What’s wrong with the word “woman?”
I ran across a post today asking for some new words for females of the homo sapiens species: “Ladies, We Need More Words Than Just ‘Lady’” by Katie J. M. Baker. Maybe there is a different gyno sapiens species?
What is wrong with being called a WOMAN? Nobody seems to think that the word “man” is derogatory, so why don’t people use “woman” as a descriptive term. Why do we have to be “the girls” or “ladies”?
I’ve actually heard the phrase spoken “men and females” as if females are not people. That is the real question here, and it has always been the question: are women people?
I think the language dilemma was created as recently as the 1960s, when in proper language terms, everyone was male. If you used the vague pronoun “everyone,” you used the male pronoun to match: “Everyone left his underwear on the floor.”
This dichotomy starts out in early childhood–brother is a “buddy” but sister is a “sissy.” Get my drift?
Baker says that men get lots of good generic terms “guy/dude/bro…but we’re stuck choosing between ‘women,’ which is super dry, ‘lady,’ and ‘girl,’ which skews young.” Why is women a dry term? She thinks “dame” and “gal” are “anachronistic.”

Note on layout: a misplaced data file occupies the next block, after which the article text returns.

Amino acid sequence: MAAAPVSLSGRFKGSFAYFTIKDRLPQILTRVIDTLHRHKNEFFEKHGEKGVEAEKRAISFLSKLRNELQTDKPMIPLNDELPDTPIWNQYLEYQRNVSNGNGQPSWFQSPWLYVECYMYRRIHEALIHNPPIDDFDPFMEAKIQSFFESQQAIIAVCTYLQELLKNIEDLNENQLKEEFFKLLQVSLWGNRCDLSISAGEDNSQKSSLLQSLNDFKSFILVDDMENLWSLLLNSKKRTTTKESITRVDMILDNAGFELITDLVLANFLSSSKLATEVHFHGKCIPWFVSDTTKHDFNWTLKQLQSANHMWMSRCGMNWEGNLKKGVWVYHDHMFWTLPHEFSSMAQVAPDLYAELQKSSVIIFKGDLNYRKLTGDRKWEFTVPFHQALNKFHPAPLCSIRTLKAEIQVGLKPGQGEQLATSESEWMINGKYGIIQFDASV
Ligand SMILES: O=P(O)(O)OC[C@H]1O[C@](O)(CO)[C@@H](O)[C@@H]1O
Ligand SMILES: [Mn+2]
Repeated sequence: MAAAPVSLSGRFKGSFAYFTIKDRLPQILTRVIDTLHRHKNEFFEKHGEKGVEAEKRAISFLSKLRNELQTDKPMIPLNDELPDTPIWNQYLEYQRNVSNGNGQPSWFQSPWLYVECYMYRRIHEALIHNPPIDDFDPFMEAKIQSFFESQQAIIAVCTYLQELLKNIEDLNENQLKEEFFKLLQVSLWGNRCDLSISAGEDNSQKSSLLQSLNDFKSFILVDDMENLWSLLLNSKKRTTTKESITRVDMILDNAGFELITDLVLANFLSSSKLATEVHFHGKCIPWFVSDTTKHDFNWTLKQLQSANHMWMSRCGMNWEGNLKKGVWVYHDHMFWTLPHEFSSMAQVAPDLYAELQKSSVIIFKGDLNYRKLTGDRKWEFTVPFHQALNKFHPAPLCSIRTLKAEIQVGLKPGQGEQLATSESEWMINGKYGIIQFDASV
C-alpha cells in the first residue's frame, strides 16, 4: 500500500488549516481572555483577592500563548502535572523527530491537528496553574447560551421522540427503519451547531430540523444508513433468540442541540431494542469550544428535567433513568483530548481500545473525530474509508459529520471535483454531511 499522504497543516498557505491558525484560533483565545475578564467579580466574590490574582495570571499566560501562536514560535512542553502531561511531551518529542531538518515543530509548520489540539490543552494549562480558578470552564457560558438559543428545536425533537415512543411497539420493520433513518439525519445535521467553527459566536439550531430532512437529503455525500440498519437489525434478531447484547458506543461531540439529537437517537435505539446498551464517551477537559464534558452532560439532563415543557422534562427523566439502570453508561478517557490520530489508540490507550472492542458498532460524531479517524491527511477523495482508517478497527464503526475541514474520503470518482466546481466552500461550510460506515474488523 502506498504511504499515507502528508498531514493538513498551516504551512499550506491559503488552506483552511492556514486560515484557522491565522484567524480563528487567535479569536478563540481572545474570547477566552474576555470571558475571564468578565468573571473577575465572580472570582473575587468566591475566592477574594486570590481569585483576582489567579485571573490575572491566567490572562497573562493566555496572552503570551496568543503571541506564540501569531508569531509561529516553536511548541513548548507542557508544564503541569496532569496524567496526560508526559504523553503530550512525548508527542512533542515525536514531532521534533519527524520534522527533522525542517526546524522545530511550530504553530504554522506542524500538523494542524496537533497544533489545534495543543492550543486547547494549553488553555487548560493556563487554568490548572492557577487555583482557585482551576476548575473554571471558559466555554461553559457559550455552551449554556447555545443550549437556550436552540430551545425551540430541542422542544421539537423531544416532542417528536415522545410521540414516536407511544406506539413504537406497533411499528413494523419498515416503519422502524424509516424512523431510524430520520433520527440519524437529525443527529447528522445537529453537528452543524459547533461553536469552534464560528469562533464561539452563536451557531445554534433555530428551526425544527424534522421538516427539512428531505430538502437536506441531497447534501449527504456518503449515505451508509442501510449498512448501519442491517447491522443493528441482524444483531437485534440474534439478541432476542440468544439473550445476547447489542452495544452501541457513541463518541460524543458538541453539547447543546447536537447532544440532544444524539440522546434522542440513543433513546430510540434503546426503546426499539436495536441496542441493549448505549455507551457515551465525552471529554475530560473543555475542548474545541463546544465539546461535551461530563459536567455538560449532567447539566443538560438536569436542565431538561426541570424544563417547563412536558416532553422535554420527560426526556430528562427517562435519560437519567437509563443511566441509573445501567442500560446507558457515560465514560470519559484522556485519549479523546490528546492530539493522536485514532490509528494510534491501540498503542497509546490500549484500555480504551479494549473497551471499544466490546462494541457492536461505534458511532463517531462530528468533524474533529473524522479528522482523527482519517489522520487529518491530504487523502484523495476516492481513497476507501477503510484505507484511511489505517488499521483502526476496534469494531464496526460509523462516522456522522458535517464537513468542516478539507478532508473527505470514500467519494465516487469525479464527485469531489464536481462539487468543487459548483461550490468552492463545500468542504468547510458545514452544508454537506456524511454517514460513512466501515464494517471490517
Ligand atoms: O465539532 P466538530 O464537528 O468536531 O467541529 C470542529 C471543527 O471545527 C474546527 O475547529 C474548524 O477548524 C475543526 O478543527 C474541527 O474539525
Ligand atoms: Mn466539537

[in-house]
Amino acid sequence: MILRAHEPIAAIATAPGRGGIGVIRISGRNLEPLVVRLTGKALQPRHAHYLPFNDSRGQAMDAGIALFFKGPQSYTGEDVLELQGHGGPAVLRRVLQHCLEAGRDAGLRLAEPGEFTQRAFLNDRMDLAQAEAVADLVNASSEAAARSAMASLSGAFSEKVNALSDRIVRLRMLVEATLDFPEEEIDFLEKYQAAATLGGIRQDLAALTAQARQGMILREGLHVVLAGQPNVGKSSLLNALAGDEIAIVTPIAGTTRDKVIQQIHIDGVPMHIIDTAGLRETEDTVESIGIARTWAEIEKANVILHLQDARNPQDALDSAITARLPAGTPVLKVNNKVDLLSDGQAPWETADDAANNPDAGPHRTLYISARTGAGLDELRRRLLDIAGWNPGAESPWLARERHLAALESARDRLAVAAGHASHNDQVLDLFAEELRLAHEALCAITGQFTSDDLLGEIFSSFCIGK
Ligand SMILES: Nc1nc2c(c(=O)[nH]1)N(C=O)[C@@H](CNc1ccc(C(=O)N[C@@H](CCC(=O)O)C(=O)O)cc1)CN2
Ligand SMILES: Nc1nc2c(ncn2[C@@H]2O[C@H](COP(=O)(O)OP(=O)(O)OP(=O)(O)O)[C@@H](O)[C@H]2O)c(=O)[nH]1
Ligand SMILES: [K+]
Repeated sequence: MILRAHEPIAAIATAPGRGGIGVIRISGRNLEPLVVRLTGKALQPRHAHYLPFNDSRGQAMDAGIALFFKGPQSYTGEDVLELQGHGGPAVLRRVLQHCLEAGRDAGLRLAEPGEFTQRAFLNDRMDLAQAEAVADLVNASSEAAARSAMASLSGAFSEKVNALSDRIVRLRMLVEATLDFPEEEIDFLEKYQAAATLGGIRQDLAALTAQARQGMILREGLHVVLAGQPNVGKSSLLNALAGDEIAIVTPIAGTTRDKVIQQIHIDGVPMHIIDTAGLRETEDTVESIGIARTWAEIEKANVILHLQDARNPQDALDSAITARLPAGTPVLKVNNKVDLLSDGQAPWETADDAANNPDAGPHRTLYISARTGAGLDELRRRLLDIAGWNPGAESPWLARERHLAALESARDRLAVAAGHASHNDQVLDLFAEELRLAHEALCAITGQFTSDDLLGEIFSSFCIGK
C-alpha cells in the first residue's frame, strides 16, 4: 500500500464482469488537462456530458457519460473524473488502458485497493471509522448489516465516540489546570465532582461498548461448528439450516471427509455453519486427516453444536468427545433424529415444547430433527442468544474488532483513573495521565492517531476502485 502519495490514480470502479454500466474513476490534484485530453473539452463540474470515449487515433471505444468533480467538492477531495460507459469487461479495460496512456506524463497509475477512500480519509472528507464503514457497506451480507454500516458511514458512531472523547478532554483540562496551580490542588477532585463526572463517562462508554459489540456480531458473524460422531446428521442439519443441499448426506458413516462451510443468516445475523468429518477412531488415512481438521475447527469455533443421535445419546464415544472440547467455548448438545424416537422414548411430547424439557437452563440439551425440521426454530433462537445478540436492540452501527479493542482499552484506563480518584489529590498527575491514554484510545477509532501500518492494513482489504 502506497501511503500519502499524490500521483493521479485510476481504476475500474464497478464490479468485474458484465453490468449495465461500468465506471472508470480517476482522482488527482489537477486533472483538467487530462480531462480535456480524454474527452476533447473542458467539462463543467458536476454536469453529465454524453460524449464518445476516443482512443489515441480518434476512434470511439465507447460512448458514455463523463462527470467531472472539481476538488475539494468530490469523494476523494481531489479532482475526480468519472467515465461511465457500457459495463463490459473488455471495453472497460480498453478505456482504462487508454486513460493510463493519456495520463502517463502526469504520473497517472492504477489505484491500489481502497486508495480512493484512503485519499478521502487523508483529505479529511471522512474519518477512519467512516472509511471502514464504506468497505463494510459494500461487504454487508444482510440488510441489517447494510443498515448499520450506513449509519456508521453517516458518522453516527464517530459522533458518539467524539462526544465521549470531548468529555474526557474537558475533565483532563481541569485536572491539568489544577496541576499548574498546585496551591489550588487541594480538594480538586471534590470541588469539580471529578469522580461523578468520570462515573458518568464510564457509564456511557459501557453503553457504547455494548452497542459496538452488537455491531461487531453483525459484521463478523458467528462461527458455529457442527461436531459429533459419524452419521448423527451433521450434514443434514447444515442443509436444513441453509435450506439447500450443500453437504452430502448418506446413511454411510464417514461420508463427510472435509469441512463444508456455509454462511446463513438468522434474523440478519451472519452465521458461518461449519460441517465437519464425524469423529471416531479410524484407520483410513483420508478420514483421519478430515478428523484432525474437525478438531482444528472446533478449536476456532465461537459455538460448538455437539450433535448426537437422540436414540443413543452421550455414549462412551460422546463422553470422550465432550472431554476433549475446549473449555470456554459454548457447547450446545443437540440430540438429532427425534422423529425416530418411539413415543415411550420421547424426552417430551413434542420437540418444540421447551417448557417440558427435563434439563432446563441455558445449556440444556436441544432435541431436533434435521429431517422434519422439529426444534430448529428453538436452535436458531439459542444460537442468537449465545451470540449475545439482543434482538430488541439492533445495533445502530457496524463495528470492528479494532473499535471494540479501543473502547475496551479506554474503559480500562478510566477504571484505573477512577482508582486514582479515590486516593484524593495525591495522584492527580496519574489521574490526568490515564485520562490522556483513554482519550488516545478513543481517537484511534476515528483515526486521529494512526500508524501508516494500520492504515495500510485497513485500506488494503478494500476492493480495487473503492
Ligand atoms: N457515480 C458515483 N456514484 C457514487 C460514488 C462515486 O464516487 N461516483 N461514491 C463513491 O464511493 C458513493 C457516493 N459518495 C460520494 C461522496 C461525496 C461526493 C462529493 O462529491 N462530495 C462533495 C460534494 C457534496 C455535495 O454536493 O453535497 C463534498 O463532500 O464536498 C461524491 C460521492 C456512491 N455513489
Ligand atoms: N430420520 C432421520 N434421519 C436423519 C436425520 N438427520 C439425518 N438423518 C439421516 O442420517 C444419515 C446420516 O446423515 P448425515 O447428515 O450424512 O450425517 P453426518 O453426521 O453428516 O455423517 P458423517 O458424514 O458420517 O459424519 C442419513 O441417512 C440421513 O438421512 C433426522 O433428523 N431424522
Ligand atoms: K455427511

Until feminists began to clamor for inclusive language, parodied by a brilliant essay by Douglas Hofstadter “A Person Paper on Purity in Language“,
there was no need for a breezy, friendly word for women, because nobody wrote about women as people, only as “the gentle sex.”
But there are lots of slang terms, terms that never carry the “brotherhood” connotation: babe, bird, chick, cougar, dish, fox, lass, sistah, skirt, twirl, and many more with less savory connotation: bitch, whore, cunt, cooze. It is part of our culture for women to be vilified in languge, even in wikipedia.
Makes you wonder who is afraid of women. Women are powerful, once we get over being constrained to act as ladies, girls, gals, or “the other.” Maybe there is reason to keep us skewed young or old. How about some power words like witch, crone, matriarch, sorceress, maven?
I rather like being “Miss Charlotte,” which in the South means I am old. I think “Dame Charlotte” would be lovely, and “Madame Charlotte” even better, despite the occupational implications. But I’m basically not a guy, a dude, a bro. I am WOMAN, and if you call me merely a “female” as if I was a dog or a holly bush, then you will hear me ROAR.